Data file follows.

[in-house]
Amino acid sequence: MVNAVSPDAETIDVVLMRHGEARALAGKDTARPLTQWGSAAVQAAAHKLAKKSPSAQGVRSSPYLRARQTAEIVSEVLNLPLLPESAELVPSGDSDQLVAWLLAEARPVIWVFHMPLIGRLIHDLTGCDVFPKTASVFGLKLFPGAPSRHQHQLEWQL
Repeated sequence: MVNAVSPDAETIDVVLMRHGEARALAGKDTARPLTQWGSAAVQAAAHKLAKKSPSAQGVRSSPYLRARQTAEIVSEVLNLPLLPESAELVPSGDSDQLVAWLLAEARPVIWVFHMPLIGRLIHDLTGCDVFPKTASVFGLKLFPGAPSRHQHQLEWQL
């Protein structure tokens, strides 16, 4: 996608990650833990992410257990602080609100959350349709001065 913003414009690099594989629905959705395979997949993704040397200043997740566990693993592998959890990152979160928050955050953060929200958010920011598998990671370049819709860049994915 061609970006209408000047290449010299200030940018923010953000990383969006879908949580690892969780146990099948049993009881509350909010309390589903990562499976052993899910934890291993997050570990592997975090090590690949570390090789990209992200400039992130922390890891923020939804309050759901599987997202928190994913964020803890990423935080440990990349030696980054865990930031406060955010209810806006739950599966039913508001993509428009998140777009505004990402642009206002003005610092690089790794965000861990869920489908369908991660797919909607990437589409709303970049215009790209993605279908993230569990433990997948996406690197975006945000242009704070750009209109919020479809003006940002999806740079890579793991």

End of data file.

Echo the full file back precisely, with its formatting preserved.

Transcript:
[in-house]
Amino acid sequence: MVNAVSPDAETIDVVLMRHGEARALAGKDTARPLTQWGSAAVQAAAHKLAKKSPSAQGVRSSPYLRARQTAEIVSEVLNLPLLPESAELVPSGDSDQLVAWLLAEARPVIWVFHMPLIGRLIHDLTGCDVFPKTASVFGLKLFPGAPSRHQHQLEWQL
Repeated sequence: MVNAVSPDAETIDVVLMRHGEARALAGKDTARPLTQWGSAAVQAAAHKLAKKSPSAQGVRSSPYLRARQTAEIVSEVLNLPLLPESAELVPSGDSDQLVAWLLAEARPVIWVFHMPLIGRLIHDLTGCDVFPKTASVFGLKLFPGAPSRHQHQLEWQL
């Protein structure tokens, strides 16, 4: 996608990650833990992410257990602080609100959350349709001065 913003414009690099594989629905959705395979997949993704040397200043997740566990693993592998959890990152979160928050955050953060929200958010920011598998990671370049819709860049994915 061609970006209408000047290449010299200030940018923010953000990383969006879908949580690892969780146990099948049993009881509350909010309390589903990562499976052993899910934890291993997050570990592997975090090590690949570390090789990209992200400039992130922390890891923020939804309050759901599987997202928190994913964020803890990423935080440990990349030696980054865990930031406060955010209810806006739950599966039913508001993509428009998140777009505004990402642009206002003005610092690089790794965000861990869920489908369908991660797919909607990437589409709303970049215009790209993605279908993230569990433990997948996406690197975006945000242009704070750009209109919020479809003006940002999806740079890579793991």